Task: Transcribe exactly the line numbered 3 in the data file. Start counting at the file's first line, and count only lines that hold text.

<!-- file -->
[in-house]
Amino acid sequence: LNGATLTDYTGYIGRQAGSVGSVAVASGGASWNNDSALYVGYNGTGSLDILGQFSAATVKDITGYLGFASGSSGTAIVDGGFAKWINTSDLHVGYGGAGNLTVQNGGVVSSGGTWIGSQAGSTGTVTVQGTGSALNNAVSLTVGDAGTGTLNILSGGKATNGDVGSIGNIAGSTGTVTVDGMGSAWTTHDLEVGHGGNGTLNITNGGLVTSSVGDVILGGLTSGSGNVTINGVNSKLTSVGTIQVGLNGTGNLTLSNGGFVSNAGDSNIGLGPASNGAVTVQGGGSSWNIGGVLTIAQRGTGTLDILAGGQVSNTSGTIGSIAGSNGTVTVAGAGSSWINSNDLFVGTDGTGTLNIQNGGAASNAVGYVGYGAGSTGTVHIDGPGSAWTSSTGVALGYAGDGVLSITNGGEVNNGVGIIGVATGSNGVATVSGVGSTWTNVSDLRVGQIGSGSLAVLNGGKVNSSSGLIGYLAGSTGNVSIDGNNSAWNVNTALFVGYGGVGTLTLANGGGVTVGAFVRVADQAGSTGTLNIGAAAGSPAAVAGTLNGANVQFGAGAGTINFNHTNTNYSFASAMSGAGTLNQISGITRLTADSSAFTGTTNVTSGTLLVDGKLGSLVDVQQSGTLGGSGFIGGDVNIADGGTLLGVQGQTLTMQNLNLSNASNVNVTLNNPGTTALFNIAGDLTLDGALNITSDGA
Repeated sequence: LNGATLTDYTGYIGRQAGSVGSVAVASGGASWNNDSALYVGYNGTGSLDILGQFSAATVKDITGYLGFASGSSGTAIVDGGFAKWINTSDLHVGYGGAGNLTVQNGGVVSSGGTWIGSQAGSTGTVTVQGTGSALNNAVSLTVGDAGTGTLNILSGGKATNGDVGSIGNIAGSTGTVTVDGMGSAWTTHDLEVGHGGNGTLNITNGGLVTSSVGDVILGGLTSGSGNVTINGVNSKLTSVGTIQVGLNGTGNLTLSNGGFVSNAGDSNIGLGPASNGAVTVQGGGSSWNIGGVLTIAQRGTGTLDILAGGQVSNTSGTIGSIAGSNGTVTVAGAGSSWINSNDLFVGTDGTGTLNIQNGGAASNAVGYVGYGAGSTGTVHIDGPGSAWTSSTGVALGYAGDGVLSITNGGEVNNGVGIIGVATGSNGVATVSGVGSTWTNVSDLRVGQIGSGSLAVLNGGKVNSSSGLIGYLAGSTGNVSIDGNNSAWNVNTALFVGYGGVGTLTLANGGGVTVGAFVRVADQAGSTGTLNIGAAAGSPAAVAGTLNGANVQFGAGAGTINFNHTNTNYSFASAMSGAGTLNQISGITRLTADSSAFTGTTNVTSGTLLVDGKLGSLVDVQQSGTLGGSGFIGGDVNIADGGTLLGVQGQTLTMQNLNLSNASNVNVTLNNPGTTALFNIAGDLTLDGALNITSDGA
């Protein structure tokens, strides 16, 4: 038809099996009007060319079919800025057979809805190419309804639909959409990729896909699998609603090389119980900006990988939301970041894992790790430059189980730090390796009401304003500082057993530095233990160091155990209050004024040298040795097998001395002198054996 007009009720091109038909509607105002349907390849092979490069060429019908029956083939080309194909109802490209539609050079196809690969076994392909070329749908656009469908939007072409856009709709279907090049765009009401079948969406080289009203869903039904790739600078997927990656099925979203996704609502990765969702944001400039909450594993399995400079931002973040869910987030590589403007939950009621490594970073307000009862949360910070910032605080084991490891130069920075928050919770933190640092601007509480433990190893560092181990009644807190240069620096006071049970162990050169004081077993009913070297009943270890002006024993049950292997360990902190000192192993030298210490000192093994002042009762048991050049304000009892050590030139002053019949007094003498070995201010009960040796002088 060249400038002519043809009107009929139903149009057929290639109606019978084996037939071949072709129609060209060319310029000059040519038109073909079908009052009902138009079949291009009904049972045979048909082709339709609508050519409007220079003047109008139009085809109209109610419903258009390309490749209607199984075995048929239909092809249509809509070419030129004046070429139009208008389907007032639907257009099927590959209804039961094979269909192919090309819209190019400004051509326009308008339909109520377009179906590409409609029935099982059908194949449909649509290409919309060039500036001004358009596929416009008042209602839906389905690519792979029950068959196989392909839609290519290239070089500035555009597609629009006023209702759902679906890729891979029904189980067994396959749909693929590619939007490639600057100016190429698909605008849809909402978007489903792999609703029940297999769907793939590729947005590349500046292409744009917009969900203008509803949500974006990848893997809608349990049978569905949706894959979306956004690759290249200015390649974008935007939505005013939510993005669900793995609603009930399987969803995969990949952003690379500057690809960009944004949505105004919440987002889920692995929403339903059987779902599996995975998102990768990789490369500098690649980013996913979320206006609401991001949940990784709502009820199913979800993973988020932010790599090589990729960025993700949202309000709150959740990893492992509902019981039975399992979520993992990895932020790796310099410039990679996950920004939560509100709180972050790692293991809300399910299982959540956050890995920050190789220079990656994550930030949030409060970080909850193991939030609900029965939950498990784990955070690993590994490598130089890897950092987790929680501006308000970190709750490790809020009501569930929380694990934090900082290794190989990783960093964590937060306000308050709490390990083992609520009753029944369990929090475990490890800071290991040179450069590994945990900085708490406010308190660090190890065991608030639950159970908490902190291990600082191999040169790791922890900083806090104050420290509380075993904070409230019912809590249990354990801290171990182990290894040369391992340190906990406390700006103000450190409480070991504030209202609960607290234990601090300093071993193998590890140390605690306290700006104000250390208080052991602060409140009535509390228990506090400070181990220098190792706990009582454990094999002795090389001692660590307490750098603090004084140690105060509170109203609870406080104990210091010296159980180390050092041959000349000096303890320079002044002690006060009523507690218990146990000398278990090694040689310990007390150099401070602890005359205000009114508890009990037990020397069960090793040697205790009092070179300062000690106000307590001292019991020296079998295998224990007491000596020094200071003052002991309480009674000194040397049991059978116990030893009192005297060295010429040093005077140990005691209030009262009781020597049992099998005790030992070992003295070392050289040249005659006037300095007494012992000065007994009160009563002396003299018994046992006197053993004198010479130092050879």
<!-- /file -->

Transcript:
Repeated sequence: LNGATLTDYTGYIGRQAGSVGSVAVASGGASWNNDSALYVGYNGTGSLDILGQFSAATVKDITGYLGFASGSSGTAIVDGGFAKWINTSDLHVGYGGAGNLTVQNGGVVSSGGTWIGSQAGSTGTVTVQGTGSALNNAVSLTVGDAGTGTLNILSGGKATNGDVGSIGNIAGSTGTVTVDGMGSAWTTHDLEVGHGGNGTLNITNGGLVTSSVGDVILGGLTSGSGNVTINGVNSKLTSVGTIQVGLNGTGNLTLSNGGFVSNAGDSNIGLGPASNGAVTVQGGGSSWNIGGVLTIAQRGTGTLDILAGGQVSNTSGTIGSIAGSNGTVTVAGAGSSWINSNDLFVGTDGTGTLNIQNGGAASNAVGYVGYGAGSTGTVHIDGPGSAWTSSTGVALGYAGDGVLSITNGGEVNNGVGIIGVATGSNGVATVSGVGSTWTNVSDLRVGQIGSGSLAVLNGGKVNSSSGLIGYLAGSTGNVSIDGNNSAWNVNTALFVGYGGVGTLTLANGGGVTVGAFVRVADQAGSTGTLNIGAAAGSPAAVAGTLNGANVQFGAGAGTINFNHTNTNYSFASAMSGAGTLNQISGITRLTADSSAFTGTTNVTSGTLLVDGKLGSLVDVQQSGTLGGSGFIGGDVNIADGGTLLGVQGQTLTMQNLNLSNASNVNVTLNNPGTTALFNIAGDLTLDGALNITSDGA